1. Ruppia Linnaeus, Sp. Pl. 1: 127. 1753;, Gen. Pl. ed. 5; 61, 1754.
Ditch-grass, widgeon grass, Rruppia [fFor Heinrich Bernhard Ruppius, 1689--1719, a German botanist]
Herbs, rooting at proximal nodes. Leaves: blade entire proximally, minutely serrulate distally, apex ± obtuse to acute; veins 1. Inflorescences fewer than 20-flowered, at first enclosed by sheathing leaf bases. Flowers bisexual; anthers 2-loculed, locules separated by broad connective; stipe elongating after anthesis. Fruits beaked, long-stipitate; beak erect or slightly recurved.
Species ca. 10 (2 in the flora): almost worldwide.
Considerable confusion exists about North American taxa of Ruppia. Two distinct forms, along with several intermediates, are known: one with short peduncles with four or fewer spirals and another with long peduncles with five or more coils (often many more). Usually, those with few coils are in brackish waters near the coast, whereas those with many coils are inland, often in lakes that have high mineral contents. The forms have been considered variants variants of one species, R. maritima (M. L. Fernald and K. M. Wiegand 1914); more recently they have been accepted at species level (R. F. Thorne 1993). I am adopting Thorne’s concepts.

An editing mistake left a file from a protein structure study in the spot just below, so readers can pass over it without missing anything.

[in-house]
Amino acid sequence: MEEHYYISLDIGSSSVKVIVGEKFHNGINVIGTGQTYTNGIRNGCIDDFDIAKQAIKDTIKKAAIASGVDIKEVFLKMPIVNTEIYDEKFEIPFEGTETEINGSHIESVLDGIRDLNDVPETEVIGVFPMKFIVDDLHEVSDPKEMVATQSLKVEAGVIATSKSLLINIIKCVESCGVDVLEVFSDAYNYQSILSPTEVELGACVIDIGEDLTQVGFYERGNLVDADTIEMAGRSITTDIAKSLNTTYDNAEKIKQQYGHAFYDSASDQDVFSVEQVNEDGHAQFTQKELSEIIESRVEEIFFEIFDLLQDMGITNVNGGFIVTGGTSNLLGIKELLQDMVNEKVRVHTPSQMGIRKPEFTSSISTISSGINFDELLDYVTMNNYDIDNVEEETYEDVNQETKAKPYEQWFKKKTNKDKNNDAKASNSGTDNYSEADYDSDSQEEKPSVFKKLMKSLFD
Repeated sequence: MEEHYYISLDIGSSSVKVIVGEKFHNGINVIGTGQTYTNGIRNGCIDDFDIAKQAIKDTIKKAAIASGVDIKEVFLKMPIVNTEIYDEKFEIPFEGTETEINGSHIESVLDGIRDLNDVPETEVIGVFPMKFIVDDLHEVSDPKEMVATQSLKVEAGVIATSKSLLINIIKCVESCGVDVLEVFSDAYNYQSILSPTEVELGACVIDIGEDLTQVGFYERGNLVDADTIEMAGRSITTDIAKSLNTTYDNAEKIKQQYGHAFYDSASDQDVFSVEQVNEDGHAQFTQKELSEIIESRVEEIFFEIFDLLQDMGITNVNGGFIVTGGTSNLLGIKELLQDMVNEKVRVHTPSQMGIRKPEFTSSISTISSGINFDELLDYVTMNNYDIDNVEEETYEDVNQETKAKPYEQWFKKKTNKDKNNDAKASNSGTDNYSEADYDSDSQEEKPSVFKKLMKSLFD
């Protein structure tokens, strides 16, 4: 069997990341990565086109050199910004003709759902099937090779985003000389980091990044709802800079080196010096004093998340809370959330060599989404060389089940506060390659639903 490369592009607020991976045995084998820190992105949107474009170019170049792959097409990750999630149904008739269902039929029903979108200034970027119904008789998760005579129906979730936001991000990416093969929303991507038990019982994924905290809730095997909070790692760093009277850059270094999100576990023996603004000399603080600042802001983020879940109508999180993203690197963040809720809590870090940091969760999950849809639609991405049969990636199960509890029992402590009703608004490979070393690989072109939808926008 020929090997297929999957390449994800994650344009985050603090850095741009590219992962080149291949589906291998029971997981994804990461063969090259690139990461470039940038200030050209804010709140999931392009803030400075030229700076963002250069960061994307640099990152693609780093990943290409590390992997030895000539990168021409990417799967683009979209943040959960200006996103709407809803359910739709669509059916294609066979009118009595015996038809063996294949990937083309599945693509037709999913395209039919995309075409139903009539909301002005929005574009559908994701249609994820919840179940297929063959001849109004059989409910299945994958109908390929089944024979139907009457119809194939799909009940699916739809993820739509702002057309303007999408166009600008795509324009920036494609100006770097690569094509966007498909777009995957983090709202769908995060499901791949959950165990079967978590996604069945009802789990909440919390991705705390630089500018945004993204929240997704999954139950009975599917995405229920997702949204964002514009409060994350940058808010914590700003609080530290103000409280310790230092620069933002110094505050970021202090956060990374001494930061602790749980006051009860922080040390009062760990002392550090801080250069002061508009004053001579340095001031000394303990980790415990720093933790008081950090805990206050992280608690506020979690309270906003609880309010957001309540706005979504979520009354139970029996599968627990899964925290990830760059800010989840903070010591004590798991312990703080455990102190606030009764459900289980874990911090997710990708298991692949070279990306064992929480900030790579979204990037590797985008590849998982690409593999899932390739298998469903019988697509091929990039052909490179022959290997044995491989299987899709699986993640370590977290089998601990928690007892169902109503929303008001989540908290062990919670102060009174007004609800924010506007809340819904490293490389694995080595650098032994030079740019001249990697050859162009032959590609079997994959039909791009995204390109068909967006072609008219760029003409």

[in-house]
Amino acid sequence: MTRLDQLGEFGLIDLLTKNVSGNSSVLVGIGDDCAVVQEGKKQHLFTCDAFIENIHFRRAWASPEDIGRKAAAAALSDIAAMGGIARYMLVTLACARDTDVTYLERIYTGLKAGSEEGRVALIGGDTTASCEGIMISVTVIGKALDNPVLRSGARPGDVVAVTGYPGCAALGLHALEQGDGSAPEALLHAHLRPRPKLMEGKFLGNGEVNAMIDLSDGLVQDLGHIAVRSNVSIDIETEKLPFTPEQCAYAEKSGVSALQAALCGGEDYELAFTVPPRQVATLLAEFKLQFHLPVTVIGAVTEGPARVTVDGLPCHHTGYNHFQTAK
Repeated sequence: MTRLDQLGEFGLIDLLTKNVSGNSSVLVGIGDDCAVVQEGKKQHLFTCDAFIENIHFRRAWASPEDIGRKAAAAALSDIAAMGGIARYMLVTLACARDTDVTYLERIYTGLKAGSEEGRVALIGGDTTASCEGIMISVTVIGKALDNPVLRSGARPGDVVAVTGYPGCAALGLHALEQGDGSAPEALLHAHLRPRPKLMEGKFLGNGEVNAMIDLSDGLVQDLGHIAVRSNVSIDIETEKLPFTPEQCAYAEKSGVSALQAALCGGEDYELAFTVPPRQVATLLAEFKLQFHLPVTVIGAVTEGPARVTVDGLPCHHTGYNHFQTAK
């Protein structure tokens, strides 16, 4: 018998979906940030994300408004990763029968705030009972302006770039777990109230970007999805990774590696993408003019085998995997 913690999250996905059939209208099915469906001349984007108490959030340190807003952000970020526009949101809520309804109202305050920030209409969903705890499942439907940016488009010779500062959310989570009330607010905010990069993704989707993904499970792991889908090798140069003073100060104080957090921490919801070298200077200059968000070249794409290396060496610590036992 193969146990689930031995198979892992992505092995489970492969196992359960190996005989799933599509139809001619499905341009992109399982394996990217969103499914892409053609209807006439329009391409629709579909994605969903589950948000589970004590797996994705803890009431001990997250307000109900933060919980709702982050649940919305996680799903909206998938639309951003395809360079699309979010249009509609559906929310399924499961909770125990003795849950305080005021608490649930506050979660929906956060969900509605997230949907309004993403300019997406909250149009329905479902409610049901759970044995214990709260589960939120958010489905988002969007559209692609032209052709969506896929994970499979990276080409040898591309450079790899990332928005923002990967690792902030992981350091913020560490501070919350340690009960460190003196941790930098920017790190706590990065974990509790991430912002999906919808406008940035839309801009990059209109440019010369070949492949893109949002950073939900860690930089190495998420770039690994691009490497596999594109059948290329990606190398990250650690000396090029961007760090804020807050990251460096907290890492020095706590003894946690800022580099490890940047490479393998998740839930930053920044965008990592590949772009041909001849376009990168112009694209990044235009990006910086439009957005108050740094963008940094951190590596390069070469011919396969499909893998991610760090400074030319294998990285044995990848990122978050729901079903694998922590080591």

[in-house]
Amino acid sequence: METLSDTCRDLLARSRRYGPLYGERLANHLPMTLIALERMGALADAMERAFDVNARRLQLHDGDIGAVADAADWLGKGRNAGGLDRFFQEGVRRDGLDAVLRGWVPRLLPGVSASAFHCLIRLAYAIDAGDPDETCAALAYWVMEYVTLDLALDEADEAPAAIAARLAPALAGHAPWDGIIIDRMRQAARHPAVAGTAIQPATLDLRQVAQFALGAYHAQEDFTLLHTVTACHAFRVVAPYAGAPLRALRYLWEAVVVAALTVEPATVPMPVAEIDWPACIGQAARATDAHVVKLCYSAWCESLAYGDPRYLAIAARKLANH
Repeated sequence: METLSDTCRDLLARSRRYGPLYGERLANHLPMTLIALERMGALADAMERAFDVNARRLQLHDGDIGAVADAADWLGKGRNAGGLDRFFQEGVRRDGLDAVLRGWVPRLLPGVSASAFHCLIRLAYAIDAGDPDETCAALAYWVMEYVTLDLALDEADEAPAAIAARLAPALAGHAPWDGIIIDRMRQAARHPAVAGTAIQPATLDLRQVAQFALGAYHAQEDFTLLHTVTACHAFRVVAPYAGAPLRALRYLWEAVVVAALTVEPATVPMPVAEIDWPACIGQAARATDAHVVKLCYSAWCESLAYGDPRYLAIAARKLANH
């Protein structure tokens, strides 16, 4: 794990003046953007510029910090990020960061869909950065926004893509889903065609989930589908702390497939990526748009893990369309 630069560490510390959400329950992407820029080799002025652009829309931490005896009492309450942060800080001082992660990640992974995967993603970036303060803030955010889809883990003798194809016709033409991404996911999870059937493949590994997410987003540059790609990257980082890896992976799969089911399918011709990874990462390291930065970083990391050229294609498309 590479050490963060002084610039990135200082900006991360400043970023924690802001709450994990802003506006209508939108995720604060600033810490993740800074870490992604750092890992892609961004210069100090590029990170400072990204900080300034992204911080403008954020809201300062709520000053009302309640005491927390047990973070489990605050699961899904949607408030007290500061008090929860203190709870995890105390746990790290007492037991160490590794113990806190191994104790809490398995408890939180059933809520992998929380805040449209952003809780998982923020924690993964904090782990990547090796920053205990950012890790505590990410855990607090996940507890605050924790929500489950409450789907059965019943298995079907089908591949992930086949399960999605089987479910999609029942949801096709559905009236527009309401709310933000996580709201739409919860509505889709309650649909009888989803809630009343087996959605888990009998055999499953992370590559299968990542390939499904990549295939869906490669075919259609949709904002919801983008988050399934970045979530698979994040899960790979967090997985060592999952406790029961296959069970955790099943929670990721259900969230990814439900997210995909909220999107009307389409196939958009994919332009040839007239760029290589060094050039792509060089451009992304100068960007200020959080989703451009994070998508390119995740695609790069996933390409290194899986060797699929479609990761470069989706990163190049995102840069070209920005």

Fernald, M. L. and K. M. Wiegand. 1914. The genus Ruppia in eastern North America. Rhodora 16: 119--127. Jacobs, S. W. L. and M. A. Brock. 1982. A revision of the genus Ruppia (Potamogetonaceae) in Australia. Aquatic Bot. 14: 325--337. Reese, G. 19628. Zur intragenerischen Taxonomie der Gattung Ruppia L. Z. Bot. 50: 237--264. Thorne, R. F. 1993b. Potamogetonaceae. In: J. C. Hickman, ed. 1993. The Jepson Manual. Higher Plants of California. Berkeley, Los Angeles, and London. Pp. 1304--1310. Verhoeven, J. T. A. 1979. The ecology of Ruppia-dominated communities in western Europe. I. Distribution of Ruppia representatives in relation to their autecology. Aquatic Bot. 6: 197--268.